Newly activated unit guides transient aircraft on joint missions

Soldiers from the 82nd Airborne Division wait to board a C-130 Hercules at Pope Army Airfield, Fort Bragg, N.C., Aug. 4, 2016. Ongoing work by the Air Force and Army has filled training schedules by streamlining the Joint Airborne/Air Transportability Training program, an online system used by military units to request air support. (U.S. Air Force photo/Master Sgt. Brian Ferguson)

Soldiers from the 82nd Airborne Division wait to board a C-130 Hercules at Pope Army Airfield, N.C., Aug. 4, 2016. Ongoing work by the Air Force and Army has filled training schedules by streamlining the Joint Airborne/Air Transportability Training program, an online system used by military units to request air support. (U.S. Air Force photo/Master Sgt. Brian Ferguson)

Soldiers from the 82nd Airborne Division wait to board a C-130 Hercules at Pope Army Airfield, Fort Bragg, N.C., Aug. 4, 2016. Ongoing work by the Air Force and Army has filled training schedules by streamlining the Joint Airborne/Air Transportability Training program, an online system used by military units to request air support. (U.S. Air Force photo/Master Sgt. Brian Ferguson)

Soldiers from the 82nd Airborne Division wait to board a C-130 Hercules at Pope Army Airfield, N.C., Aug. 4, 2016. Ongoing work by the Air Force and Army has filled training schedules by streamlining the Joint Airborne/Air Transportability Training program, an online system used by military units to request air support. (U.S. Air Force photo/Master Sgt. Brian Ferguson)

A C-130J Super Hercules assigned to the 317th Airlift Group, Dyess Air Force Base, Texas, airdrops parajumpers from the 2nd Brigade Combat Team, 82nd Airborne Division, April 10, 2015, at Fort Bragg, N.C. During Combined Joint Operational Access Exercise 15-01, U.S. and British mobility aircraft dropped more than 4,500 parajumpers and hundreds of tons of equipment. (U.S. Air Force photo/Senior Airman Peter Thompson)

A C-130J Super Hercules assigned to the 317th Airlift Group, Dyess Air Force Base, Texas, airdrops parajumpers from the 2nd Brigade Combat Team, 82nd Airborne Division, April 10, 2015, at Fort Bragg, N.C. During Combined Joint Operational Access Exercise 15-01, U.S. and British mobility aircraft dropped more than 4,500 parajumpers and hundreds of tons of equipment. (U.S. Air Force photo/Senior Airman Peter Thompson)

POPE ARMY AIRFIELD, N.C. (AFNS) -- Any aircraft that flies into Pope Army Airfield, Col. Kelly Holbert will know about it.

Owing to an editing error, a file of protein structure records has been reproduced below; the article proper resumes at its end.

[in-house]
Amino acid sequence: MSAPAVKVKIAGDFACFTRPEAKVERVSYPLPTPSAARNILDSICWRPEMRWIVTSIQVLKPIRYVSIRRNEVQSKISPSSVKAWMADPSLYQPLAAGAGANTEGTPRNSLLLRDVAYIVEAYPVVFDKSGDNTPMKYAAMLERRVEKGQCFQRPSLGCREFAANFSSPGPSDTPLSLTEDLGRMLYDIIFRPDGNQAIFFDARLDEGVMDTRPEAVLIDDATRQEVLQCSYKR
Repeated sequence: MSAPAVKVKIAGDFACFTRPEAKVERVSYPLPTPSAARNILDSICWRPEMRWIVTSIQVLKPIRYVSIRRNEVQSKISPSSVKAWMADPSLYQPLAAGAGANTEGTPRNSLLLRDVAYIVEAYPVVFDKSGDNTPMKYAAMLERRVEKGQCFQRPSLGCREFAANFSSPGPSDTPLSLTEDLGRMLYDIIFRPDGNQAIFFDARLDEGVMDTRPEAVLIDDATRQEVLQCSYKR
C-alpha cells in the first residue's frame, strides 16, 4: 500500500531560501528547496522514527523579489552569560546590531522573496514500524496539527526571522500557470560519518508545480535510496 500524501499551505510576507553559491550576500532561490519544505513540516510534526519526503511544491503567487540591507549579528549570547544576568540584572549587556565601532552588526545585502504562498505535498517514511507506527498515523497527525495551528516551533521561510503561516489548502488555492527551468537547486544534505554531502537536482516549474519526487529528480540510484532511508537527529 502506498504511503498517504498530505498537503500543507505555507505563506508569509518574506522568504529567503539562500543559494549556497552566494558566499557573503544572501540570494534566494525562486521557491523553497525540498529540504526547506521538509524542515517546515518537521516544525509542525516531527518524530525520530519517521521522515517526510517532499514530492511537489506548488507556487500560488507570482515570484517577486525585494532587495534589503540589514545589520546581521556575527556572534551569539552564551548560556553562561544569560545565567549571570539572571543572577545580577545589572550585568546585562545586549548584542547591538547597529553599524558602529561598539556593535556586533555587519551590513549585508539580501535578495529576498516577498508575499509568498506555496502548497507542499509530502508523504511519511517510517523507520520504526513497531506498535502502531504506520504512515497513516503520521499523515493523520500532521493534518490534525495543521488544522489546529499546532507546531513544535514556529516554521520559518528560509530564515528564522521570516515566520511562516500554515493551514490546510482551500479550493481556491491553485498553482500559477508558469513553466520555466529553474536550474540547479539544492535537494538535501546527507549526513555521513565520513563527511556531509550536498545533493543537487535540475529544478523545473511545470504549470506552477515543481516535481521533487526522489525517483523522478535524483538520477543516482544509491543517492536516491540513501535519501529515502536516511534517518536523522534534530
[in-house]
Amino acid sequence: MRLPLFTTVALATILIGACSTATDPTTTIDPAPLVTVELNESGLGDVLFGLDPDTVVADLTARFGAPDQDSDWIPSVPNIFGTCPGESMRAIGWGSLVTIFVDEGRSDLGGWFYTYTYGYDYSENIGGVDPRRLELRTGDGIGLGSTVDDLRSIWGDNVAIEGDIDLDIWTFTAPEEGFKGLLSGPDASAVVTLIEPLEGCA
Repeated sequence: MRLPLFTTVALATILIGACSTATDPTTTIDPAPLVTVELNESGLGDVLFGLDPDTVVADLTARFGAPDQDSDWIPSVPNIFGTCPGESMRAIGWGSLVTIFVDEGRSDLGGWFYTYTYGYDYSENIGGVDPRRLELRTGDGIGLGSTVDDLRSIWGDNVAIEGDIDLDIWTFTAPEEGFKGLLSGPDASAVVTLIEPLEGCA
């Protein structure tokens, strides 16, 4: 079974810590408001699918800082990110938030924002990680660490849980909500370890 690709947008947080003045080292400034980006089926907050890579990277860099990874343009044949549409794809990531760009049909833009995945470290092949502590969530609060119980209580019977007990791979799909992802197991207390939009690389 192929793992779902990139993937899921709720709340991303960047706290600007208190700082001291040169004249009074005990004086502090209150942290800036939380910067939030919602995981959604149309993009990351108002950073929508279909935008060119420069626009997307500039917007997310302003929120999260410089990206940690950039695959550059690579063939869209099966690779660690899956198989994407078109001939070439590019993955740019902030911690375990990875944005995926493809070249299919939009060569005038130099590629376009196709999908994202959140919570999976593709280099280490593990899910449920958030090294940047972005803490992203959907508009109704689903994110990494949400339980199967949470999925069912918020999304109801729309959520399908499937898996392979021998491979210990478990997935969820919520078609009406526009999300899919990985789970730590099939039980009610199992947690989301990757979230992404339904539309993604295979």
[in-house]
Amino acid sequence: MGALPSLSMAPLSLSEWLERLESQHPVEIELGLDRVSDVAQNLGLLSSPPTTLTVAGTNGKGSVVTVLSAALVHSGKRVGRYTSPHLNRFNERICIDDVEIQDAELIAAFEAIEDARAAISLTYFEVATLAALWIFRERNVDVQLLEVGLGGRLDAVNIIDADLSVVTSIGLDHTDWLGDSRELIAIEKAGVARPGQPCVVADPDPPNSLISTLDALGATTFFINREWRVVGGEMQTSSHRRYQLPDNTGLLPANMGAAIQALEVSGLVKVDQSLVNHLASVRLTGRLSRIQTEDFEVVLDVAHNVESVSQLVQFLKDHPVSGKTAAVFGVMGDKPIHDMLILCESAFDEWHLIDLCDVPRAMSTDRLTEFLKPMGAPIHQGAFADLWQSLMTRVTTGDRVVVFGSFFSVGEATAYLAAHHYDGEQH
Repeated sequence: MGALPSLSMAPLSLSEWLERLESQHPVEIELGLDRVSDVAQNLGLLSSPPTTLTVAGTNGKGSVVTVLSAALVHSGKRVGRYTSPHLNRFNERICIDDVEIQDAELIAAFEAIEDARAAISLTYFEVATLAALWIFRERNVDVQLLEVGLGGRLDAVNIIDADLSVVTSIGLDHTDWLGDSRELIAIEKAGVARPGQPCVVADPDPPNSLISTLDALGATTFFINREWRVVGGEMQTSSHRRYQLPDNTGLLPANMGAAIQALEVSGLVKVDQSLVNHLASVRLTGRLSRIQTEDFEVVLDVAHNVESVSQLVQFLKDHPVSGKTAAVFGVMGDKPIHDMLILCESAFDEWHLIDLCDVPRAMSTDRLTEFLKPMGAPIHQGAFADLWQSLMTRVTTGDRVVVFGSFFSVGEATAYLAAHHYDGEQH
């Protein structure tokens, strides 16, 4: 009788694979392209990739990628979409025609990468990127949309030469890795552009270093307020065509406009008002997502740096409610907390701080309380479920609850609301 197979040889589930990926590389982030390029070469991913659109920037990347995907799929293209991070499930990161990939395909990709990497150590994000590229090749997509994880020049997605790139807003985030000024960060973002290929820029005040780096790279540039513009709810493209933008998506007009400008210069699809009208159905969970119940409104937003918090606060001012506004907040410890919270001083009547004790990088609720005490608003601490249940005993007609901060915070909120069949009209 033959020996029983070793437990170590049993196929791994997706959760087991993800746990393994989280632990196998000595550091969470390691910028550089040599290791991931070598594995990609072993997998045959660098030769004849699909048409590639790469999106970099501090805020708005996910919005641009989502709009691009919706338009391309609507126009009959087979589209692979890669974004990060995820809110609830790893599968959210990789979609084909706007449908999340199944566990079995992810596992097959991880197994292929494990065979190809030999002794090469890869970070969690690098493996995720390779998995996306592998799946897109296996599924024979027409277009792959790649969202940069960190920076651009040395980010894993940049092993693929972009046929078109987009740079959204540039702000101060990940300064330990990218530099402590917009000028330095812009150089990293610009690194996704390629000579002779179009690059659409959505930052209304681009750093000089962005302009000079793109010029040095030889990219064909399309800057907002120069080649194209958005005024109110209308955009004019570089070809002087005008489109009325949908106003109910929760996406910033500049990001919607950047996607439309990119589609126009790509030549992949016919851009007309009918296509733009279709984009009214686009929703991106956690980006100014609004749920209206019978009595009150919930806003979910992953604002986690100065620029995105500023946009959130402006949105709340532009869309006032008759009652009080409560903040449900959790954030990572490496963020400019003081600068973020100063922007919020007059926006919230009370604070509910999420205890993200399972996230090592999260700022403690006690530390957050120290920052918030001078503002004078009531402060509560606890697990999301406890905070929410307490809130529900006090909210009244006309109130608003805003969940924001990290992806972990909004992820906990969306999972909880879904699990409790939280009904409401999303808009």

But Holbert’s unit, the 43rd Air Mobility Operations Group, has no aircraft of its own. As the only en route operations group in the continental U.S., the unit manages transient aircraft and the joint missions they fly on with Fort Bragg paratroopers.

From airfield management and air traffic control to transient aircraft maintenance, fueling and loading, the 900-Airmen group stands by ready to help.

“In one way or the other we touch every aircraft that comes in and out of Pope,” said Holbert, who took command of the group when it activated in June.

With no assigned aircraft, the group, which also administratively supports another 1,000 Airmen from other units in the area, has helped take on additional joint training missions.

In recent years, Pope Airmen saw about 27 missions per month from the Joint Airborne/Air Transportability Training program, an online system used by military units to request air support. In the past year, they’ve seen up to 34 missions per month or about 20 percent more.

The group is “built to provide that excess capacity as we continue to grow the numbers of transient aircraft coming through to support airborne operations at Fort Bragg,” Holbert said.

That support was evident during an emergency deployment readiness exercise in mid-July that had 15 aircraft move and airdrop more than 750 Army paratroopers and heavy equipment over Fort Polk, Louisiana, in 96 hours -- a feat done on the heels of redeploying from Europe for exercise Swift Response.

“This is a no-notice mission as part of our global response force capability,” said Army Lt. Col. Mark Ivezaj, commander of the 82nd Airborne Division’s 2nd Battalion, 501st Parachute Infantry Regiment.

Ivezaj’s unit is the GRF battalion, which trains to quickly deploy to crises anywhere in the world.

“Repetition is the key to success,” he said. “In order for our paratroopers to be confident in what they do they have to practice it and that relies heavily on the Air Force.

“We've developed really good relationships over time with the Air Force to ensure that we're meeting the global response force intent.”

A strong partnership is also needed when missions may not go as planned due to weather, maintenance or competing priorities.

“There's always going to be challenges in every type of training event or any type of operation we're going to do,” Ivezaj said. “At the end of the day we all have to remain flexible.”

Air Force units have responded to random setbacks and an increased need for joint training by sending extra aircraft to Pope Airfield.

So far this fiscal year, the Air Force has already provided at least 56,000 jumps to Army paratroopers, about 6,000 more than fiscal year 2015.

Those numbers will likely grow as the Air Force continues to support the GRF mission.

“We have to have that capability for our national leaders and we're dedicated to ensure that it does exist today and it exists in the future,” said Lt. Gen. Sam Cox, commander of the 18th AF, which oversees the group.

As part of that, the 43rd AMOG has a unique role at Pope Airfield in getting units the joint training they require to respond to emergencies.

“They can integrate with the Army to ensure that they're successful in whatever operations they're going to do there,” Cox said. “We have the assets that can get (paratroopers) where they need to go.”